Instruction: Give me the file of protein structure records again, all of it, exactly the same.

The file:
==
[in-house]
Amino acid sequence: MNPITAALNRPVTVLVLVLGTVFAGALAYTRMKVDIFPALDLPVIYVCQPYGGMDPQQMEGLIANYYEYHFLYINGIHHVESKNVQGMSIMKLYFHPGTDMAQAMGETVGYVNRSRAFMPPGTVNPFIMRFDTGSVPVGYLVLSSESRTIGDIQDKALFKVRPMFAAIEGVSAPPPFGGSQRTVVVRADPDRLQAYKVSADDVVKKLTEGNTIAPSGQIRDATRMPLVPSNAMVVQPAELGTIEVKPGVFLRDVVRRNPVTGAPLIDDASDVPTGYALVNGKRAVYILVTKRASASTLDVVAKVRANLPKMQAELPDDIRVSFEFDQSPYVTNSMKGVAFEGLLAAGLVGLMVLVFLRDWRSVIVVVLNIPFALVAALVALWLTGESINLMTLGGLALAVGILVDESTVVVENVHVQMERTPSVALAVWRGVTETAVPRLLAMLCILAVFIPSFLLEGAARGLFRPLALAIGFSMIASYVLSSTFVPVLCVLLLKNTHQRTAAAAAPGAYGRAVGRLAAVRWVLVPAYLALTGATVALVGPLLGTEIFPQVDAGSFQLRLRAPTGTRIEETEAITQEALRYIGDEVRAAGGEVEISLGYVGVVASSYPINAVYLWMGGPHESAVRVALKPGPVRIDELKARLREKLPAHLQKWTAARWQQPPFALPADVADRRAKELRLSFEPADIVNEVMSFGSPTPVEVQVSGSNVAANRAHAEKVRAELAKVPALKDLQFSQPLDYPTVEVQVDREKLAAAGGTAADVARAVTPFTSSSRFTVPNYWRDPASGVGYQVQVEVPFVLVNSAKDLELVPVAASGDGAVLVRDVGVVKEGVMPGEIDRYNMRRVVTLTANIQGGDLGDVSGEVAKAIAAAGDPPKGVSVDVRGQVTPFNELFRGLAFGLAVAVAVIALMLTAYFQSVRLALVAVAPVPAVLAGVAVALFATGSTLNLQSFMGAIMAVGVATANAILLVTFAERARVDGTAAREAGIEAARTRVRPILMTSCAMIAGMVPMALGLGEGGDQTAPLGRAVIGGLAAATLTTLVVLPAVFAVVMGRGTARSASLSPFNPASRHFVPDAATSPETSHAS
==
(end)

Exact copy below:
[in-house]
Amino acid sequence: MNPITAALNRPVTVLVLVLGTVFAGALAYTRMKVDIFPALDLPVIYVCQPYGGMDPQQMEGLIANYYEYHFLYINGIHHVESKNVQGMSIMKLYFHPGTDMAQAMGETVGYVNRSRAFMPPGTVNPFIMRFDTGSVPVGYLVLSSESRTIGDIQDKALFKVRPMFAAIEGVSAPPPFGGSQRTVVVRADPDRLQAYKVSADDVVKKLTEGNTIAPSGQIRDATRMPLVPSNAMVVQPAELGTIEVKPGVFLRDVVRRNPVTGAPLIDDASDVPTGYALVNGKRAVYILVTKRASASTLDVVAKVRANLPKMQAELPDDIRVSFEFDQSPYVTNSMKGVAFEGLLAAGLVGLMVLVFLRDWRSVIVVVLNIPFALVAALVALWLTGESINLMTLGGLALAVGILVDESTVVVENVHVQMERTPSVALAVWRGVTETAVPRLLAMLCILAVFIPSFLLEGAARGLFRPLALAIGFSMIASYVLSSTFVPVLCVLLLKNTHQRTAAAAAPGAYGRAVGRLAAVRWVLVPAYLALTGATVALVGPLLGTEIFPQVDAGSFQLRLRAPTGTRIEETEAITQEALRYIGDEVRAAGGEVEISLGYVGVVASSYPINAVYLWMGGPHESAVRVALKPGPVRIDELKARLREKLPAHLQKWTAARWQQPPFALPADVADRRAKELRLSFEPADIVNEVMSFGSPTPVEVQVSGSNVAANRAHAEKVRAELAKVPALKDLQFSQPLDYPTVEVQVDREKLAAAGGTAADVARAVTPFTSSSRFTVPNYWRDPASGVGYQVQVEVPFVLVNSAKDLELVPVAASGDGAVLVRDVGVVKEGVMPGEIDRYNMRRVVTLTANIQGGDLGDVSGEVAKAIAAAGDPPKGVSVDVRGQVTPFNELFRGLAFGLAVAVAVIALMLTAYFQSVRLALVAVAPVPAVLAGVAVALFATGSTLNLQSFMGAIMAVGVATANAILLVTFAERARVDGTAAREAGIEAARTRVRPILMTSCAMIAGMVPMALGLGEGGDQTAPLGRAVIGGLAAATLTTLVVLPAVFAVVMGRGTARSASLSPFNPASRHFVPDAATSPETSHAS